Why bowel cancer screening is so important
Six ways to reduce your risk of bowel cancer
It's the second bigger cancer killer across the continent, but there are plenty of things you can do to reduce your risk of bowel cancer. Gastroenterologist Dr Monique van Leerdam shares her advice.
Bowel cancer, or colorectal cancer, is currently one of the most prevalent and deadly cancers in Europe. Despite its status as the second biggest cancer killer across the continent, there is still a noticeable lack of public knowledge surrounding the disease. Our increasingly sedentary lifestyles, coupled with a sharp rise in the quantity and availability of processed foods, mean that actively adopting a healthy lifestyle is more important than ever in the fight against bowel cancer.
Although the precise cause of bowel cancer is still unknown, studies have demonstrated that a number of lifestyle factors are linked to the development of the disease. Adapting your lifestyle as early as possible could be key to reducing your risk.
Adapting your diet
Red and processed meat has been a hot topic in health for the past couple of years. Our consumption of meat has increased rapidly over the past fifty years and often exceeds basic nutritional benefits. Coinciding with this, a large body of evidence has suggested that the long-term consumption of red and particularly processed meat (hams, salamis, sausages, etc) may increase your risk of bowel cancer.
It is not essential to remove red meat from your diet completely. Red meat is a good source of protein and iron and can help form a balanced diet. The main message is moderation, with guidelines suggesting that we reduce our red or processed meat consumption to a maximum 70 g a day.
Dietary fibre, a term used for plant-based carbohydrates, provides a variety of health benefits, including a well-functioning digestive system. Recent evidence also suggests that dietary fibre could assist in bowel cancer prevention. Choosing high-fibre breakfast cereals and adding pulses to your meals are simple lifestyle changes that could reduce your risk.
Alongside changes in your diet, physical activity can help reduce the risk of bowel cancer. With over half of the European population considered overweight or obese, obesity is beginning to overtake tobacco as a leading risk factor for preventable cancers. Evidence has demonstrated that obesity can potentially double the risk of bowel cancer, highlighting the need for exercise to act as an effective cancer prevention strategy.
Current recommendations suggest that we should do at least 150 minutes of exercise per week, which will not only help stem the formation of bowel cancer, but will produce countless other health benefits.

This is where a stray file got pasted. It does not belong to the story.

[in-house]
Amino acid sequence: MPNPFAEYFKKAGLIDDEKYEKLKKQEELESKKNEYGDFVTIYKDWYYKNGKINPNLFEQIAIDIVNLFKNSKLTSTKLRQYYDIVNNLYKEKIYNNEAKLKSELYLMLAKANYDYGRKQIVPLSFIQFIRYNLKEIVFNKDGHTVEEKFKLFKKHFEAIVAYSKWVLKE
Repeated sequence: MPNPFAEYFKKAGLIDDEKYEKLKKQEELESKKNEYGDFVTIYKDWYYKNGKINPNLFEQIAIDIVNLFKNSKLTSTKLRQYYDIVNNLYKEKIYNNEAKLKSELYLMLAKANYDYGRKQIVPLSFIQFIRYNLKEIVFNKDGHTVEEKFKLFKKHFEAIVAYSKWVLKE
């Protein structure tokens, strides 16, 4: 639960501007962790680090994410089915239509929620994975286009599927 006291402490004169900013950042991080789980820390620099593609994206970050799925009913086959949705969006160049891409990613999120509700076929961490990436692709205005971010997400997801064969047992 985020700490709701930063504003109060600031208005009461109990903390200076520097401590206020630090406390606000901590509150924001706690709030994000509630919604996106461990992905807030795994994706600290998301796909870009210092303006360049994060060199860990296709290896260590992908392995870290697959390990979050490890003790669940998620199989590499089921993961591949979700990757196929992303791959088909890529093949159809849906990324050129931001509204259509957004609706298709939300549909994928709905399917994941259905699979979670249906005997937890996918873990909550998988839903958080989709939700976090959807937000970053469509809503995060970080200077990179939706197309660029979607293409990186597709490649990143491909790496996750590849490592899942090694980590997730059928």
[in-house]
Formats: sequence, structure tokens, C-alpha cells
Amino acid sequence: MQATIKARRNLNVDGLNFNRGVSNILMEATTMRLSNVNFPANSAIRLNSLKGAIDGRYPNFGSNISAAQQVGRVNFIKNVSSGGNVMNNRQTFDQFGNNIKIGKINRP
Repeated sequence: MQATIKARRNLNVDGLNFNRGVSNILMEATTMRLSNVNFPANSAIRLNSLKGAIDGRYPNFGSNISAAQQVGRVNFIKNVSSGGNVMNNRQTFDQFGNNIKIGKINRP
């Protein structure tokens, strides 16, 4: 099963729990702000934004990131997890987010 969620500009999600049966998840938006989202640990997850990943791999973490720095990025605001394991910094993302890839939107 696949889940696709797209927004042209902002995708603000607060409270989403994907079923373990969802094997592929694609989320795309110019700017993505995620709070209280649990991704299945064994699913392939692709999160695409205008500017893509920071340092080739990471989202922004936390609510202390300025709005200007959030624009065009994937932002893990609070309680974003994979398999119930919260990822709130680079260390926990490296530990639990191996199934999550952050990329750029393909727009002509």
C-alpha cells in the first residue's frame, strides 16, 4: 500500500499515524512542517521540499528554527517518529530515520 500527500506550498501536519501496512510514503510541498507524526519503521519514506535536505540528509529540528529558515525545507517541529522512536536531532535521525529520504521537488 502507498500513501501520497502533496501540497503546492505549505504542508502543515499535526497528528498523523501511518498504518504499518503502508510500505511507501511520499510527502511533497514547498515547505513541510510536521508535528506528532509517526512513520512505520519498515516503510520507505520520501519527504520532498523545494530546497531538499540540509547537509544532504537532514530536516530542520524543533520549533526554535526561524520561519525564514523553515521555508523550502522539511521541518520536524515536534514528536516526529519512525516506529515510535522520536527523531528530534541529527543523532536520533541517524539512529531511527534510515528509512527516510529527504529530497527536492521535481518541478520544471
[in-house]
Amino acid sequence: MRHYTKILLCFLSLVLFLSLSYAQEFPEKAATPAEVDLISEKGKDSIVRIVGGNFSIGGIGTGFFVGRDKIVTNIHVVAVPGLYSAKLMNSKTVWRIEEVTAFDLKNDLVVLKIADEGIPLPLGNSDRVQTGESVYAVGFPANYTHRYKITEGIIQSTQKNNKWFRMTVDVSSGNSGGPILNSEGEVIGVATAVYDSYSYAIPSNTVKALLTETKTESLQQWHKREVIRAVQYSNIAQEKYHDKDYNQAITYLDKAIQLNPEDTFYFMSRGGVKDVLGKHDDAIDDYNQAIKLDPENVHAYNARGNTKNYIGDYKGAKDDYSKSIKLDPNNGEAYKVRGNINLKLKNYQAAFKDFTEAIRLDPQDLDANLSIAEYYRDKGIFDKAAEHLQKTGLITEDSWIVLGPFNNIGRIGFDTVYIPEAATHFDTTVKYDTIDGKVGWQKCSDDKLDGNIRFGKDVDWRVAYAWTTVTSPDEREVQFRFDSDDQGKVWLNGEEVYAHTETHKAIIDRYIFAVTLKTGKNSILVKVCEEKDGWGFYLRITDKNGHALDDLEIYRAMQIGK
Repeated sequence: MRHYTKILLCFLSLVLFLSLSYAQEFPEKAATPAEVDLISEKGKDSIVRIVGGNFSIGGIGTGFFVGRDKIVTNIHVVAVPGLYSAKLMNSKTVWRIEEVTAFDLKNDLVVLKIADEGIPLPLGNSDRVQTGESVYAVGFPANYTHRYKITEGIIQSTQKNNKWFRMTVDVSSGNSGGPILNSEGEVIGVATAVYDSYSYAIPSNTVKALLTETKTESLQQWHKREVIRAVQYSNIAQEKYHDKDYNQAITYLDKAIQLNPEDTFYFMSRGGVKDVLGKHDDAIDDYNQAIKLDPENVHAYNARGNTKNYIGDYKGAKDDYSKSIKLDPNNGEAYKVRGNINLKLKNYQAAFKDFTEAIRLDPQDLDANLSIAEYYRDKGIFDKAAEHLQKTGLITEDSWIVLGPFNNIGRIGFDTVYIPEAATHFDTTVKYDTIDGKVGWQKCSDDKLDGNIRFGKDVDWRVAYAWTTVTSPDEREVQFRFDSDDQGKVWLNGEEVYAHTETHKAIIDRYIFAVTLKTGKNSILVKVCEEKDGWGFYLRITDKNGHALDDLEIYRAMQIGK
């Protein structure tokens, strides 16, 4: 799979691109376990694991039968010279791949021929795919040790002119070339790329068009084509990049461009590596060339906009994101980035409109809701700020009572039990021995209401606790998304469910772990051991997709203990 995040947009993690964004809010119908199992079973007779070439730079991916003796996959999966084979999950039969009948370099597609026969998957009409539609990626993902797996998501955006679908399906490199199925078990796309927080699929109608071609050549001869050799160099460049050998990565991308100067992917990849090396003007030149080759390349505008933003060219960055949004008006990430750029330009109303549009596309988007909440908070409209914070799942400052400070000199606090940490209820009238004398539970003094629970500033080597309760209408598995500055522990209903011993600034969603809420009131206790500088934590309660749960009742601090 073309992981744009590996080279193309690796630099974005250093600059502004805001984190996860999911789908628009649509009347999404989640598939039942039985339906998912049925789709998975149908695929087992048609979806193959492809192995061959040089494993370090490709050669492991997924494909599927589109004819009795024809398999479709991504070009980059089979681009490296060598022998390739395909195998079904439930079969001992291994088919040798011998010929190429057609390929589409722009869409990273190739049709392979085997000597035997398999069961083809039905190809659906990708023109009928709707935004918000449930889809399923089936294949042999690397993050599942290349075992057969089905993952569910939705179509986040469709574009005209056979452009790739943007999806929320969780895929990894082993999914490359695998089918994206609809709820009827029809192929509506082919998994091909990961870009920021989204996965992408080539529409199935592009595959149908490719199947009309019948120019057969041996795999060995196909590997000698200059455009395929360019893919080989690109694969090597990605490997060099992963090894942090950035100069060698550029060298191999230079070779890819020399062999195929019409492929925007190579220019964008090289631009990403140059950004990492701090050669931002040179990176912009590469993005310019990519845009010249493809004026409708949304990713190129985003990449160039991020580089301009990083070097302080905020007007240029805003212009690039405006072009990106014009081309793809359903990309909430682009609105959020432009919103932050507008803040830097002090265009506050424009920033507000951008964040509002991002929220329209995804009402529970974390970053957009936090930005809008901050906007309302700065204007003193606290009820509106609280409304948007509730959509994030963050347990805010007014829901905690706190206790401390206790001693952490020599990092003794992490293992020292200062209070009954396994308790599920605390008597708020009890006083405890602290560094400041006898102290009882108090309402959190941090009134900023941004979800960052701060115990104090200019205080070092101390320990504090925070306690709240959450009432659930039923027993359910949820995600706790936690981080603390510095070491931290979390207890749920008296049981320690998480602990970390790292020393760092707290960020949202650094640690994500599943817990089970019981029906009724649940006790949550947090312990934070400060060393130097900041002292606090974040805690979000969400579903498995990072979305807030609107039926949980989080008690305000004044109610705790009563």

Reducing your alcohol intake
According to a United European Gastroenterology (UEG) report, excessive alcohol consumption may be the culprit behind a wide range of digestive cancers. In particular, the study revealed that there is an increased risk of 21% in those who consume between one and four alcoholic drinks per day and as much as a 52% increased risk in those who consume more than four drinks per day.
Reducing your alcohol intake is one of the most vital steps you can take to invest in your long-term health. To reduce the health risks associated with alcohol, both men and women should drink no more than 14 units of alcohol a week.
Vitamin D and calcium
Whilst traditionally known for their beneficial impacts on bone health, evidence has demonstrated how calcium and vitamin D can potentially lessen the incidence of bowel cancer. In one study, people who had vitamin D levels below the current guidelines had a 31% increased risk of bowel cancer. In comparison, those with a vitamin D intake above the recommended levels had a 22% reduced risk.
The most effective way to increase your intake of vitamin D and calcium is to integrate them into your diet through foods such as fatty fish and a variety of dairy products.
The dangers of cigarette smoking have been proved without a vestige of doubt for all of the 21st and much of the 20th century. A common factor behind many cancers, cigarette smoking is also a long-established risk factor for bowel cancer. Meta-analyses have shown that bowel cancer risk is 17-25% higher in former cigarette smokers compared with never smokers.
With European bowel cancer rates in young adults increasing by 6% per year, bowel cancer risk is also higher in people who start smoking younger, contributing to this concerning upward trend.
Bowel cancer screening
Although changes in your lifestyle are integral measures in the fight against bowel cancer, one of the most effective steps you can take is to take part in bowel cancer screening programmes.
Caught early, bowel cancer is a very treatable disease, leading to a 90-95% survival rate. If premalignant lesions are detected, cancer can even be prevented. The NHS currently offers a home testing kit for people over 60, which is a simple and effective testing method to detect possible indications of bowel cancer.
Dr Monique van Leerdam is a member of the European Gastroenterology (UEG) Public Affairs Committee.